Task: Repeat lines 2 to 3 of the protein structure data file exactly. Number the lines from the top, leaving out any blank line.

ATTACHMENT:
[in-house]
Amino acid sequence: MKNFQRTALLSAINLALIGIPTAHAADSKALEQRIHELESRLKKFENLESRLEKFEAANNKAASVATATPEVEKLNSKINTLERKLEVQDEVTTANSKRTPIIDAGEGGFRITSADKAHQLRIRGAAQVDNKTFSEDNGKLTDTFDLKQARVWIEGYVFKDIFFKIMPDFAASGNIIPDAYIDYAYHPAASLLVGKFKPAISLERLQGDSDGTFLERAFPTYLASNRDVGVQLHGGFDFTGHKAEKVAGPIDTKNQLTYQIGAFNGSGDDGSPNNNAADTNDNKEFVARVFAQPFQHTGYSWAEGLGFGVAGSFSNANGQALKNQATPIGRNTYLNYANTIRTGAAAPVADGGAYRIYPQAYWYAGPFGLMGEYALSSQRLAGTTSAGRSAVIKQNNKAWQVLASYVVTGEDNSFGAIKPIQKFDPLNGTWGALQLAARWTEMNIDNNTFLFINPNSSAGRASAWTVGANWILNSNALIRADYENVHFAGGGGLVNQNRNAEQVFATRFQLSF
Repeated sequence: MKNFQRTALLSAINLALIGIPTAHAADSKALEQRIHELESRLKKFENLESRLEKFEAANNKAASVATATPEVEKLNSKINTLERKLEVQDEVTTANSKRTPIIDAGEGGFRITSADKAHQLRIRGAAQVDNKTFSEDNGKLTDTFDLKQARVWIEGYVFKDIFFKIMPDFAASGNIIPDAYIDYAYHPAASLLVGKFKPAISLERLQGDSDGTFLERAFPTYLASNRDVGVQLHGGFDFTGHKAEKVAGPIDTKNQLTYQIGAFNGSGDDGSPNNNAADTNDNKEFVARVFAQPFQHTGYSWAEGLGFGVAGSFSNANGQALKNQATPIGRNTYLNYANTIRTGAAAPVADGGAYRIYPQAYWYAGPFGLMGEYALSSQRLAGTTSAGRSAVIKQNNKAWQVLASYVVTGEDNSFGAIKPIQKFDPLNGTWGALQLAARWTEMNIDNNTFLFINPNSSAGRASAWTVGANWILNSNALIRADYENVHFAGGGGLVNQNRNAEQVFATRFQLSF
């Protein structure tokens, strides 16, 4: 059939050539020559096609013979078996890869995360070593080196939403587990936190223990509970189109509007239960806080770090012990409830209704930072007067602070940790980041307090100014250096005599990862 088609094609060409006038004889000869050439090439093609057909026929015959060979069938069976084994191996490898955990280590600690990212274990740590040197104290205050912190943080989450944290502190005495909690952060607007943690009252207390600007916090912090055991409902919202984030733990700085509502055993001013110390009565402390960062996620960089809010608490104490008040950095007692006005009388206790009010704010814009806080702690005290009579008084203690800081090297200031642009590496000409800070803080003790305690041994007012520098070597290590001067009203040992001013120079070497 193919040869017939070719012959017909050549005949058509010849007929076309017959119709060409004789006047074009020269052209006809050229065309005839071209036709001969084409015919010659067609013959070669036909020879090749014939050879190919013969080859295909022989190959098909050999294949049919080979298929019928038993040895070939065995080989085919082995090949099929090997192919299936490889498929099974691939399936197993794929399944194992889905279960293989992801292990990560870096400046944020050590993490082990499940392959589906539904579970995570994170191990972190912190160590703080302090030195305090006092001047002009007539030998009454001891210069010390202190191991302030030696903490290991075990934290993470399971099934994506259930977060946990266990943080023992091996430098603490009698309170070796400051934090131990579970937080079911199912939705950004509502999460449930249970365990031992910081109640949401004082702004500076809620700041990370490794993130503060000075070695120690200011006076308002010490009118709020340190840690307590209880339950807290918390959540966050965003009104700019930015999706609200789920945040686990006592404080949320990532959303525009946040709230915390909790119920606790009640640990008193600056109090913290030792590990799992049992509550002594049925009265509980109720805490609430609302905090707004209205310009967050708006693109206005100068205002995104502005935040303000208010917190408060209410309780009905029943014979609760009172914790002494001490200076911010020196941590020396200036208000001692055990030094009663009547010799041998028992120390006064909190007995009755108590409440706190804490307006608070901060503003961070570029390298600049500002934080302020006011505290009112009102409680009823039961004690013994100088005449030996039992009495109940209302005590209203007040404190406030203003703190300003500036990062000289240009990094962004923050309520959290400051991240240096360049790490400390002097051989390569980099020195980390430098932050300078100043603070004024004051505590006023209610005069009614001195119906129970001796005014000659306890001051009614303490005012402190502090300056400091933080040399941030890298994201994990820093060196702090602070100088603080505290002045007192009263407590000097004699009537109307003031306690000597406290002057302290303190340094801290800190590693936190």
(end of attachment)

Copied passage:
Amino acid sequence: MKNFQRTALLSAINLALIGIPTAHAADSKALEQRIHELESRLKKFENLESRLEKFEAANNKAASVATATPEVEKLNSKINTLERKLEVQDEVTTANSKRTPIIDAGEGGFRITSADKAHQLRIRGAAQVDNKTFSEDNGKLTDTFDLKQARVWIEGYVFKDIFFKIMPDFAASGNIIPDAYIDYAYHPAASLLVGKFKPAISLERLQGDSDGTFLERAFPTYLASNRDVGVQLHGGFDFTGHKAEKVAGPIDTKNQLTYQIGAFNGSGDDGSPNNNAADTNDNKEFVARVFAQPFQHTGYSWAEGLGFGVAGSFSNANGQALKNQATPIGRNTYLNYANTIRTGAAAPVADGGAYRIYPQAYWYAGPFGLMGEYALSSQRLAGTTSAGRSAVIKQNNKAWQVLASYVVTGEDNSFGAIKPIQKFDPLNGTWGALQLAARWTEMNIDNNTFLFINPNSSAGRASAWTVGANWILNSNALIRADYENVHFAGGGGLVNQNRNAEQVFATRFQLSF
Repeated sequence: MKNFQRTALLSAINLALIGIPTAHAADSKALEQRIHELESRLKKFENLESRLEKFEAANNKAASVATATPEVEKLNSKINTLERKLEVQDEVTTANSKRTPIIDAGEGGFRITSADKAHQLRIRGAAQVDNKTFSEDNGKLTDTFDLKQARVWIEGYVFKDIFFKIMPDFAASGNIIPDAYIDYAYHPAASLLVGKFKPAISLERLQGDSDGTFLERAFPTYLASNRDVGVQLHGGFDFTGHKAEKVAGPIDTKNQLTYQIGAFNGSGDDGSPNNNAADTNDNKEFVARVFAQPFQHTGYSWAEGLGFGVAGSFSNANGQALKNQATPIGRNTYLNYANTIRTGAAAPVADGGAYRIYPQAYWYAGPFGLMGEYALSSQRLAGTTSAGRSAVIKQNNKAWQVLASYVVTGEDNSFGAIKPIQKFDPLNGTWGALQLAARWTEMNIDNNTFLFINPNSSAGRASAWTVGANWILNSNALIRADYENVHFAGGGGLVNQNRNAEQVFATRFQLSF